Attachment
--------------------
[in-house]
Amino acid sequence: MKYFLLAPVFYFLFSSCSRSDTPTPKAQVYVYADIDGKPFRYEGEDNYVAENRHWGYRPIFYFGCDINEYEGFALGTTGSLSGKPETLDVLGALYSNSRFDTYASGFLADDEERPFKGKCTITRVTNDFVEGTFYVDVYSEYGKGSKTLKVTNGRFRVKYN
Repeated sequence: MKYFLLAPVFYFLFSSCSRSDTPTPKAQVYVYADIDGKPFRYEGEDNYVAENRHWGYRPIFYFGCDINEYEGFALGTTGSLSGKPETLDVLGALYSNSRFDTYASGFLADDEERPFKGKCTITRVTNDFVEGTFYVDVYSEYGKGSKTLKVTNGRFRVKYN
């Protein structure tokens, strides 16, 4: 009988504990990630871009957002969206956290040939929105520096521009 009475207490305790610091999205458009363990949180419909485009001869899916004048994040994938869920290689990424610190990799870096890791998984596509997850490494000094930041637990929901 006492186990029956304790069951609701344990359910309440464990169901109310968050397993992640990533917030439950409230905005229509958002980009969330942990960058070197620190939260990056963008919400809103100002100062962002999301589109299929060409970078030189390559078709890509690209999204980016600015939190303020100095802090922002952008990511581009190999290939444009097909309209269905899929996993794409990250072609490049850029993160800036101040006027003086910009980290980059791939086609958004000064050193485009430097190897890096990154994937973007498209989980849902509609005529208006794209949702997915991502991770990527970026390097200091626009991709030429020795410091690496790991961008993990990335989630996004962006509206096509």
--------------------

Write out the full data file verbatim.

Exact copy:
[in-house]
Amino acid sequence: MKYFLLAPVFYFLFSSCSRSDTPTPKAQVYVYADIDGKPFRYEGEDNYVAENRHWGYRPIFYFGCDINEYEGFALGTTGSLSGKPETLDVLGALYSNSRFDTYASGFLADDEERPFKGKCTITRVTNDFVEGTFYVDVYSEYGKGSKTLKVTNGRFRVKYN
Repeated sequence: MKYFLLAPVFYFLFSSCSRSDTPTPKAQVYVYADIDGKPFRYEGEDNYVAENRHWGYRPIFYFGCDINEYEGFALGTTGSLSGKPETLDVLGALYSNSRFDTYASGFLADDEERPFKGKCTITRVTNDFVEGTFYVDVYSEYGKGSKTLKVTNGRFRVKYN
């Protein structure tokens, strides 16, 4: 009988504990990630871009957002969206956290040939929105520096521009 009475207490305790610091999205458009363990949180419909485009001869899916004048994040994938869920290689990424610190990799870096890791998984596509997850490494000094930041637990929901 006492186990029956304790069951609701344990359910309440464990169901109310968050397993992640990533917030439950409230905005229509958002980009969330942990960058070197620190939260990056963008919400809103100002100062962002999301589109299929060409970078030189390559078709890509690209999204980016600015939190303020100095802090922002952008990511581009190999290939444009097909309209269905899929996993794409990250072609490049850029993160800036101040006027003086910009980290980059791939086609958004000064050193485009430097190897890096990154994937973007498209989980849902509609005529208006794209949702997915991502991770990527970026390097200091626009991709030429020795410091690496790991961008993990990335989630996004962006509206096509």